It’s beautiful. The user interface is gorgeous and the display is truly stunning.
iPhoto & iTunes integration is slick. Safari is so cool. WiFi on a phone is killer. Activation on AT&T is a breeze with iTunes. I’m sure I could gets used to the keyboard.
But it’s not going to replace my Blackberry Curve. Unfortunately it doesn’t work with Exchange in a seamless way like the Blackberry. I want wireless email, calender, contacts syncing with Exchange. And I want push. The iPhone doesn’t do this.
I’m sure Apple will figure this out and offer some killer integration with Exchange soon. Maybe with Goodlink software, Visto or ActiveSync or something. please god something.
When my dad bought our first computer, the Apple II, it didn’t come with any applications. But it did come with BASIC. And that kept us busy. Really busy.
It was fun to try and learn the language and build simple applications. That was my first “hello world” program.
When I was in undergrad I studied a bunch of computer languages, Cobol, Assembly, Pascal, LISP, C etc. These languages allowed us to build complicated software. And that was the problem for me. Everything was so complicated. They just got in my way. Did I really need five spaces in the first line in COBOL? Why?
Then in the late 80’s I discovered Apple’s Hypercard. Man that was a like a breath of fresh air. Brilliant really. It was so easy and fun to create applications, mixing media types, visual effects. And people were sharing Hypercard apps everywhere (floppies, aol, etc).
I love that Lego Mindstorms NXT comes with a programming kit and kids are creating and sharing apps. Giving kids easy software and hardware is smart. I also think Digital Brix could be on to something by allowing users the ability to create and share simple and fun games.
There is pent up demand here. Yahoo Pipes is interesting but maybe still too complex.
Give people the tools and web services to create simple applications. Software and hardware. Let’s bring back the fun and passion that came with the Apple II and TRS80.
And not just for highly technical folks but for early adopters, creative types and ultimately mainstream consumers.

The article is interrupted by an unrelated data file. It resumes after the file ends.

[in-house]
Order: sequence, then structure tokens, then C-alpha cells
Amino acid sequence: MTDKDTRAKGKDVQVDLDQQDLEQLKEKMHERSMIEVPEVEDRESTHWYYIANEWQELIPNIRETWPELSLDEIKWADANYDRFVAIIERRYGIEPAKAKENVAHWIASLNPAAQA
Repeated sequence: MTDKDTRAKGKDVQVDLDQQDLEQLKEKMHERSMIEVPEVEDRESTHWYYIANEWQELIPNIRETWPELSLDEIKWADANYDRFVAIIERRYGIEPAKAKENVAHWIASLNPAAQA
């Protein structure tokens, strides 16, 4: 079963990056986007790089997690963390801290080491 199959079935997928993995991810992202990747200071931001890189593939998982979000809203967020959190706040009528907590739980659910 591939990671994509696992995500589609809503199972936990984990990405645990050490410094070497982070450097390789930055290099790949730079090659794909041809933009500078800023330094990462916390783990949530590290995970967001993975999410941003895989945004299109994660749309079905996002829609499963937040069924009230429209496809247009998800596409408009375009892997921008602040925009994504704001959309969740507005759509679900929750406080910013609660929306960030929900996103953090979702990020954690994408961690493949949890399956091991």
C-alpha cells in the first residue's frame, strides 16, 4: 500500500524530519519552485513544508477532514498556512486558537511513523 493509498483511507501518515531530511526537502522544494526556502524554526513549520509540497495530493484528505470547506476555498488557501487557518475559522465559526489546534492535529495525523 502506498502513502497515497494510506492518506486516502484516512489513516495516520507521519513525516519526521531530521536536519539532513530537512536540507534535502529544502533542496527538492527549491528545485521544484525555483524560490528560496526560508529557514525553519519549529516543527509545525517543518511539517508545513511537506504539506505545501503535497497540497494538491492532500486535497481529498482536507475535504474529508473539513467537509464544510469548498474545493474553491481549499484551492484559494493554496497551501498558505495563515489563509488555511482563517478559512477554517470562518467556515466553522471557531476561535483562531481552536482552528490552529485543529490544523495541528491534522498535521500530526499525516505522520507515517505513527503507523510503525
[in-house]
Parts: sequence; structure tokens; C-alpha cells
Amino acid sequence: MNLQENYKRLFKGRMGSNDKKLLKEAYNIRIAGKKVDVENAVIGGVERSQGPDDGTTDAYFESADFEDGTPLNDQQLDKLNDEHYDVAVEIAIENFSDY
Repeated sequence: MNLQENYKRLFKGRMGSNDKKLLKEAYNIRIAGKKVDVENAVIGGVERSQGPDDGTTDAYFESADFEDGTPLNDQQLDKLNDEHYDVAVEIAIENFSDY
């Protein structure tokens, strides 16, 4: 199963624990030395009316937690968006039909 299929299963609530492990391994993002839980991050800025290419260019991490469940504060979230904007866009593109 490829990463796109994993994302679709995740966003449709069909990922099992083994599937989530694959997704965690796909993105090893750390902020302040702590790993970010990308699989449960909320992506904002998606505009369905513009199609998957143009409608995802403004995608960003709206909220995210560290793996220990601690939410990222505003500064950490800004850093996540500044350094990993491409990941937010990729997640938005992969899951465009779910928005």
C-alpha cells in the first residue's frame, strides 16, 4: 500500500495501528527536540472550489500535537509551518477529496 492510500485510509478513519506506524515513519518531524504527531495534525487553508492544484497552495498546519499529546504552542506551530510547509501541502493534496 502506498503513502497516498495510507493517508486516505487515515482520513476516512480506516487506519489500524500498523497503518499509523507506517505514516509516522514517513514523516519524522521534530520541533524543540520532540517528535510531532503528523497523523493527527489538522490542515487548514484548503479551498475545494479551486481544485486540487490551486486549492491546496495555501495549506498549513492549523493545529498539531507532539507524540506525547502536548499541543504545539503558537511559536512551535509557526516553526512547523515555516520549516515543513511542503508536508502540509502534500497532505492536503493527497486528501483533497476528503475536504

(n.b. thanks to this person for having a hypercard photo)
I’ve been following the very good TEDBlog’s coverage of TEDGlobal 2007 this week. Well worth reading. Powerful information.
A few days TEDBlog posted an earlier video of Bob Thurman’s talk (taken on 12/06) about how an all connected world, delivered by technology means that we can know anything at anytime. From TEDBlog:
“And this mass enlightenment, says Thurman, is our first step toward
becoming Buddha. When we can know everything, we can see how everything
is interconnected – and we can begin to feel compassion for every
How powerful is that.
Here’s the video. Hope you like it as much as I did.
When you see a product or service that nails the user experience it often feels obvious.
The wheel on the ipod The feel of the TiVo remote control The consistency of what’s listed under each menu on all Apple applications Shopping on Amazon
But the reality is that getting the user experience is really hard stuff. Many times I hear from entrepreneurs something like “oh, we’re definitely going to hire a great UI guy….”
Or VCs might look at a web service created by a 19 year old and think how hard could that be. Where is the secret sauce to this product?
Watching companies consistently and dramatically improve their UI is something I love to watch. Veoh for example has been improving their website and player consistently over the past 18 months. And it’s really paying off. They are now ranked under 250 on Alexa and growing like crazy. They aren’t doing any marketing really. Users love their product.
Contrast that with the UI that some cable operators ship on their DVRs. Over the memorial day weekend, I was visiting my parents in Long Island. They have a HD DVR cable box from Cablevision. I couldn’t believe how unusable the on screen guide was. We are now more than 11 years since TiVo and WebTV introduced really easy EPGs for DVRs. Is it really hard to nail a season pass UI or UI dealing with scheduling conflicts on a DVR. My guess is that the folks working on the Cablevision box really aren’t obsessed with the user experience. It feels like the UI is merely a check box and they are moving on to other things. Or check out the user interface that comes with your digital camera or HDTV. Horrible.
Getting the user experience right is a rare gift. It’s art. It’s much more than a good use of technology. You either have it or you don’t.